Warped Tour Reminds Us Why We Keep Going After All These Years
Photos & story by Shannon Shumaker
As a mid twenty-something who grew up in the emo/punk/hardcore/whatever you want to call it scene and spent the majority of my high school career going to concerts, the Vans Warped Tour was an integral part of my teen years. It was one of the first concerts that my parents let me attend without them and it was something I looked forward to every summer. I’d spent months researching the bands playing each year and coming up with a list of artists I’d need to see, only to get distracted and miss one in favor of catching something new that caught my eye. Each year holds a special place in my heart and countless memories, from watching in awe as Thursday closed out the day right at sunset my first year, or running for shelter while it hailed during 3OH!3 another. Warped Tour was a rite of passage for me, and no matter how much it changes, I think I’ll always find myself returning as long as it keeps running.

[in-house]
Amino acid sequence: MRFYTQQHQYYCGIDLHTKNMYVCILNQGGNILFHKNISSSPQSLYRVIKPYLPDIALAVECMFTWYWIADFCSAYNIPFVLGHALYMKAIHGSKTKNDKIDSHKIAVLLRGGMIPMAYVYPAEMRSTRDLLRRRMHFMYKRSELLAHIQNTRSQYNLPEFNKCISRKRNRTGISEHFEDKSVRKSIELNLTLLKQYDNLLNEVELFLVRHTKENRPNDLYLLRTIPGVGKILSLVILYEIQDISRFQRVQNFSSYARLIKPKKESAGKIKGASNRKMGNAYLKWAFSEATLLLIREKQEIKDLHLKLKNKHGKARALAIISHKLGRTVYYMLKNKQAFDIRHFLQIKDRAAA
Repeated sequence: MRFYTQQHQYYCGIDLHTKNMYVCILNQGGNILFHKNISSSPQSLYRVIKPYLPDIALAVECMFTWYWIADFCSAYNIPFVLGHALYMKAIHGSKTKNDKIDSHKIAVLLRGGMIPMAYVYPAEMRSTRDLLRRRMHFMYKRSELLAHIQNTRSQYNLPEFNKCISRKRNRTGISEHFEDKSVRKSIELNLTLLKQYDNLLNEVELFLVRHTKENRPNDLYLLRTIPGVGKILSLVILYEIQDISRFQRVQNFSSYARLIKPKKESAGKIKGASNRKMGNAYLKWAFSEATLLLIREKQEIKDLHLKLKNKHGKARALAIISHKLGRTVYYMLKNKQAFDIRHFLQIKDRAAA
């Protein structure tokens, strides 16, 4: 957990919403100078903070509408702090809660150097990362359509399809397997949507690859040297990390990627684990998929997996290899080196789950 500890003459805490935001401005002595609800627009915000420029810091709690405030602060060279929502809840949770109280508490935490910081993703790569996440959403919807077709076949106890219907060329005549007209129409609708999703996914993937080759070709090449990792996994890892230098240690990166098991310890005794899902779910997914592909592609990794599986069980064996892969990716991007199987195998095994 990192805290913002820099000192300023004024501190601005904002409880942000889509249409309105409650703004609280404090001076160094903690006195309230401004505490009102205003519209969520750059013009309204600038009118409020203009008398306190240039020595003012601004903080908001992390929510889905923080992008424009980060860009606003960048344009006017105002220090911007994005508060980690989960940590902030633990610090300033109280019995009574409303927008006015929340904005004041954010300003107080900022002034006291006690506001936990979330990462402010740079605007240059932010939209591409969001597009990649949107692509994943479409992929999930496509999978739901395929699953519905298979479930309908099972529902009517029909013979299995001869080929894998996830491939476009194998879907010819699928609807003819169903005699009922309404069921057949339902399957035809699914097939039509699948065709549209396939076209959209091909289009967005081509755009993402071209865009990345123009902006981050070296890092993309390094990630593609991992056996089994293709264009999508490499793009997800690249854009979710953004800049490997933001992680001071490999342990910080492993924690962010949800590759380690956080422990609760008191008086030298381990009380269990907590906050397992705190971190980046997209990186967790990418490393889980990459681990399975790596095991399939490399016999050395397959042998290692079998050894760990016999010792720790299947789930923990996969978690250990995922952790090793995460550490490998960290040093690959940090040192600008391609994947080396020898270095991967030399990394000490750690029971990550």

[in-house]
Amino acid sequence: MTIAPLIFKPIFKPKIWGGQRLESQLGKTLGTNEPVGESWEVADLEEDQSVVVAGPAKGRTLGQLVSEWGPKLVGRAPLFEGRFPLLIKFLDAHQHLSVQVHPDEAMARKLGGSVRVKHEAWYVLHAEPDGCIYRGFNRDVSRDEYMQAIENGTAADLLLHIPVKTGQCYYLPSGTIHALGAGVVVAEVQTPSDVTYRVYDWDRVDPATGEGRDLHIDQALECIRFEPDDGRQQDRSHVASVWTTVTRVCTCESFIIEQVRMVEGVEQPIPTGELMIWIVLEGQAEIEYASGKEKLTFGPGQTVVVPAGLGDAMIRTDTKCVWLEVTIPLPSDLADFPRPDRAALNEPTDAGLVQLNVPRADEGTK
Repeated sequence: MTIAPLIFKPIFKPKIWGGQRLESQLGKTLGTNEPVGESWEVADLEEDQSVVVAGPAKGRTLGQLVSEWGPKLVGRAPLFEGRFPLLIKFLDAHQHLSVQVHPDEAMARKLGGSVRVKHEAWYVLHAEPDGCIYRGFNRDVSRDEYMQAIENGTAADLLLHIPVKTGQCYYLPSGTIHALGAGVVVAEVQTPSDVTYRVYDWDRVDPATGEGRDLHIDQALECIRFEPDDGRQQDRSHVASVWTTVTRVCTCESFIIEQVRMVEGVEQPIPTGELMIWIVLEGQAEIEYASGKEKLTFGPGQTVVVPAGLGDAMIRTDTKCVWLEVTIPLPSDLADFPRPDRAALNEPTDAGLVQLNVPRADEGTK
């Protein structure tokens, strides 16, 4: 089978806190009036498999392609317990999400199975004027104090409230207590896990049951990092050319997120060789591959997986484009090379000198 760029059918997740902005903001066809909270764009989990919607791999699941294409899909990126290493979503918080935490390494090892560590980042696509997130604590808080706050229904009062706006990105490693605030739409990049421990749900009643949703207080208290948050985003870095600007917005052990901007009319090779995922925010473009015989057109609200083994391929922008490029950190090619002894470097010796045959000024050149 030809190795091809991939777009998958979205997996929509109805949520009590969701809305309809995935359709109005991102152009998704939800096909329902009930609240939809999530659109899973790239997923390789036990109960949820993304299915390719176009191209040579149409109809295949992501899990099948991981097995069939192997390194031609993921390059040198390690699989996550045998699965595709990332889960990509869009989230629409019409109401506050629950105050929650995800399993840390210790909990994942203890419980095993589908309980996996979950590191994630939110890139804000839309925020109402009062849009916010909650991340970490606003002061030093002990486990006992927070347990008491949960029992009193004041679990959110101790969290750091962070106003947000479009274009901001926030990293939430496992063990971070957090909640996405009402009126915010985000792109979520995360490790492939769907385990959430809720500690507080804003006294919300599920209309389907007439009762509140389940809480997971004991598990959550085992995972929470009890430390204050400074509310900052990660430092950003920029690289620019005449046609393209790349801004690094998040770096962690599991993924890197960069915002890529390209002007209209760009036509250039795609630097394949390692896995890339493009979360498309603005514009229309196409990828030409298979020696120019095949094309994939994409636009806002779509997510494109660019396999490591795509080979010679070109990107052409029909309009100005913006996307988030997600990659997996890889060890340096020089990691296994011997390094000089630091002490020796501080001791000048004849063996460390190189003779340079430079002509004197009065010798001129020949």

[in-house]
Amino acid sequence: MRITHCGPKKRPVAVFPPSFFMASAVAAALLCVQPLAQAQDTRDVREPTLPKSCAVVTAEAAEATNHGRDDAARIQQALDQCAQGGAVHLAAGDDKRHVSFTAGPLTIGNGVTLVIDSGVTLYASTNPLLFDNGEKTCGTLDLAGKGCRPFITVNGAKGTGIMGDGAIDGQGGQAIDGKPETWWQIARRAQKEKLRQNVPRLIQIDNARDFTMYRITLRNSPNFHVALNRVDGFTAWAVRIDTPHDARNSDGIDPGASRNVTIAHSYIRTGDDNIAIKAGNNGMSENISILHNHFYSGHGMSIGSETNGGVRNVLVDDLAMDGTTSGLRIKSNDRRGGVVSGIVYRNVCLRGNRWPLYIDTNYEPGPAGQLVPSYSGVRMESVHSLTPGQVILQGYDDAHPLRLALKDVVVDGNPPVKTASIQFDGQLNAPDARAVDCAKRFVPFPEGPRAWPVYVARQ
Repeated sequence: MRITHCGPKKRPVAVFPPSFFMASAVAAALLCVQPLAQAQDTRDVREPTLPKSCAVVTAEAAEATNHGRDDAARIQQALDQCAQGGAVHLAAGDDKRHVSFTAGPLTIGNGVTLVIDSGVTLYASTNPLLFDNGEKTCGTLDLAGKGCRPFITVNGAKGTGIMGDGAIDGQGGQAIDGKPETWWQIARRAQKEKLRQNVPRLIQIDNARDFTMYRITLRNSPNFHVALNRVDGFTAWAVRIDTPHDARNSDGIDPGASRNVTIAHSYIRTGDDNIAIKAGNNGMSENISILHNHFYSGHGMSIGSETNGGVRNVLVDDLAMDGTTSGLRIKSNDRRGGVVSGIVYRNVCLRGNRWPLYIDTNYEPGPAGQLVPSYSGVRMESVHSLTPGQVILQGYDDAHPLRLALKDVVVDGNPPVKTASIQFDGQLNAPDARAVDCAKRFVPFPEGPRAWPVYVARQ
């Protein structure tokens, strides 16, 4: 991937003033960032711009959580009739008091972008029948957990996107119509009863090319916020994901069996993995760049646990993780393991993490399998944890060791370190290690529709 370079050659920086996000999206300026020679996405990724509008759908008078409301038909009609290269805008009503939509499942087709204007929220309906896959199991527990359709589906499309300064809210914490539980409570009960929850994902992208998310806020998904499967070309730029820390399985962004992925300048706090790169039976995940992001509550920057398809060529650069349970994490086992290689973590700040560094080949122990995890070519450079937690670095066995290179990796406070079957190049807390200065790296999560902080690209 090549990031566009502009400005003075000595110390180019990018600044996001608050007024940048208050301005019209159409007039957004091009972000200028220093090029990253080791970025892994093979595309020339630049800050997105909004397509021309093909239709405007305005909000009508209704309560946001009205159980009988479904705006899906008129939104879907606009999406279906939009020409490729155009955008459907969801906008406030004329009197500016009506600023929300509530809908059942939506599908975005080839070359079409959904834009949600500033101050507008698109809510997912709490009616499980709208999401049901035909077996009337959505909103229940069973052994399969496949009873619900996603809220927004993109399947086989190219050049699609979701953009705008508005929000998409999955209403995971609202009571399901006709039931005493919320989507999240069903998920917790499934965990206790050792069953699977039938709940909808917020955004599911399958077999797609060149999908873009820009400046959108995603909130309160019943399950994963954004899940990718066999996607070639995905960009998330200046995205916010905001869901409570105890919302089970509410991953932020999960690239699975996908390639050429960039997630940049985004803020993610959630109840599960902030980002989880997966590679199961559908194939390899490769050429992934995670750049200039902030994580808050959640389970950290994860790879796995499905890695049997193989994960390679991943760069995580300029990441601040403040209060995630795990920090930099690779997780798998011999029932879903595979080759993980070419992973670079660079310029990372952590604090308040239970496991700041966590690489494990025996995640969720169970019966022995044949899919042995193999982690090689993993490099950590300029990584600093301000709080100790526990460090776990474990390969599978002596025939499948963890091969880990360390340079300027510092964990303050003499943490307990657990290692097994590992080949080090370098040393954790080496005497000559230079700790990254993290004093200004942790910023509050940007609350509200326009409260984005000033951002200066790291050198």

But boy, has it changed. In fact, that’s the first thing that my friends in my age group and those older than me mention when talking about Warped Tour, especially this year. Back when I first started attending Warped, the headliners were massive acts like Fall Out Boy, Paramore, Thirty Seconds To Mars and Underoath - bands that are too big to play a traveling festival like Warped Tour anymore. As much as I’d kill to see a lineup similar to 2005 or 2007 again, it just isn’t going to happen. Although some of these veterans like Silverstein, Hawthorne Heights or New Found Glory still hop on the tour every once in awhile (or in Every Time I Die’s case, every other year) Warped Tour will never be the same as it was ten or even fifteen years ago. And to be honest, that’s perfectly okay.